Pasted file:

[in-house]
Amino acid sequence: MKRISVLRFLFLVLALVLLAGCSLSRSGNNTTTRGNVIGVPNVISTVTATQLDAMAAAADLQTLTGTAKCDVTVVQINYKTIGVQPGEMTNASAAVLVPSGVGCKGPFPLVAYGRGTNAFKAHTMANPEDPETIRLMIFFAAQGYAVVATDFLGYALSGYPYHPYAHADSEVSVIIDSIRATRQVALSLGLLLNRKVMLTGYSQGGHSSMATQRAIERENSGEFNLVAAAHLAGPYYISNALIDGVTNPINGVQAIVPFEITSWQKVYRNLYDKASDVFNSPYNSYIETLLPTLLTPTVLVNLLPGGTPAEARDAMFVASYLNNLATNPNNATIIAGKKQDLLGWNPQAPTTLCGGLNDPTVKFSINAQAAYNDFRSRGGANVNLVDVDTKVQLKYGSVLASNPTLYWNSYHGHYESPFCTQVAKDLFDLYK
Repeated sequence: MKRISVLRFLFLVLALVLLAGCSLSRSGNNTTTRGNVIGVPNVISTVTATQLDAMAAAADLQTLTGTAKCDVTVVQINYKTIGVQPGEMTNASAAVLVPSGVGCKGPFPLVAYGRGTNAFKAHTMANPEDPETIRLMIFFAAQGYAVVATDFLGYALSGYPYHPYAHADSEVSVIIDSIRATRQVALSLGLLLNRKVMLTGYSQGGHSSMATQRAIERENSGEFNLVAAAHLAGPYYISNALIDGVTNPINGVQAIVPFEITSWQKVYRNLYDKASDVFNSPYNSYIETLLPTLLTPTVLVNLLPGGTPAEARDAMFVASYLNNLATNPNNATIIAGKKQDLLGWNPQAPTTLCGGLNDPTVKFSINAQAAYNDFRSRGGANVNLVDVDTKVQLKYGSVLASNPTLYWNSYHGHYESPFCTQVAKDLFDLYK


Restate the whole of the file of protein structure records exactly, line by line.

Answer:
[in-house]
Amino acid sequence: MKRISVLRFLFLVLALVLLAGCSLSRSGNNTTTRGNVIGVPNVISTVTATQLDAMAAAADLQTLTGTAKCDVTVVQINYKTIGVQPGEMTNASAAVLVPSGVGCKGPFPLVAYGRGTNAFKAHTMANPEDPETIRLMIFFAAQGYAVVATDFLGYALSGYPYHPYAHADSEVSVIIDSIRATRQVALSLGLLLNRKVMLTGYSQGGHSSMATQRAIERENSGEFNLVAAAHLAGPYYISNALIDGVTNPINGVQAIVPFEITSWQKVYRNLYDKASDVFNSPYNSYIETLLPTLLTPTVLVNLLPGGTPAEARDAMFVASYLNNLATNPNNATIIAGKKQDLLGWNPQAPTTLCGGLNDPTVKFSINAQAAYNDFRSRGGANVNLVDVDTKVQLKYGSVLASNPTLYWNSYHGHYESPFCTQVAKDLFDLYK
Repeated sequence: MKRISVLRFLFLVLALVLLAGCSLSRSGNNTTTRGNVIGVPNVISTVTATQLDAMAAAADLQTLTGTAKCDVTVVQINYKTIGVQPGEMTNASAAVLVPSGVGCKGPFPLVAYGRGTNAFKAHTMANPEDPETIRLMIFFAAQGYAVVATDFLGYALSGYPYHPYAHADSEVSVIIDSIRATRQVALSLGLLLNRKVMLTGYSQGGHSSMATQRAIERENSGEFNLVAAAHLAGPYYISNALIDGVTNPINGVQAIVPFEITSWQKVYRNLYDKASDVFNSPYNSYIETLLPTLLTPTVLVNLLPGGTPAEARDAMFVASYLNNLATNPNNATIIAGKKQDLLGWNPQAPTTLCGGLNDPTVKFSINAQAAYNDFRSRGGANVNLVDVDTKVQLKYGSVLASNPTLYWNSYHGHYESPFCTQVAKDLFDLYK